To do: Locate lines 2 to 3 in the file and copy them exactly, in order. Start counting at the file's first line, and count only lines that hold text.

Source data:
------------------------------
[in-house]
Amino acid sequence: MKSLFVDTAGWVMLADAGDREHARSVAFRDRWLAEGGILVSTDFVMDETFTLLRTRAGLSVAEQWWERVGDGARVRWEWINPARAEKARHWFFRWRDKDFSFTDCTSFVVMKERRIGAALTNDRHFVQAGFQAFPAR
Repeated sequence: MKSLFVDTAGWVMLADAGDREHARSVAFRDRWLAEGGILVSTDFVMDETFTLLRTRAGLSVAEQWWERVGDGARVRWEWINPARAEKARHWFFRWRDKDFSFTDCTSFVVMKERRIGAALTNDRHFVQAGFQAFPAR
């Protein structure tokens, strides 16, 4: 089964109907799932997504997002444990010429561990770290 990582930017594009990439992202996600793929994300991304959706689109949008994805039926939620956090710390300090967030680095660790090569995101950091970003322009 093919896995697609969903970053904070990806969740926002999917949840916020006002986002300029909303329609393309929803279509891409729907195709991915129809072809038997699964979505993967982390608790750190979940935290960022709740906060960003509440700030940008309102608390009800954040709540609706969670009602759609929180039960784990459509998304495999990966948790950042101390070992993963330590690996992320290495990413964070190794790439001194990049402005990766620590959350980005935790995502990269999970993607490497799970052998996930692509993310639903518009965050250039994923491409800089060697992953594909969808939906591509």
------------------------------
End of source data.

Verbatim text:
Amino acid sequence: MKSLFVDTAGWVMLADAGDREHARSVAFRDRWLAEGGILVSTDFVMDETFTLLRTRAGLSVAEQWWERVGDGARVRWEWINPARAEKARHWFFRWRDKDFSFTDCTSFVVMKERRIGAALTNDRHFVQAGFQAFPAR
Repeated sequence: MKSLFVDTAGWVMLADAGDREHARSVAFRDRWLAEGGILVSTDFVMDETFTLLRTRAGLSVAEQWWERVGDGARVRWEWINPARAEKARHWFFRWRDKDFSFTDCTSFVVMKERRIGAALTNDRHFVQAGFQAFPAR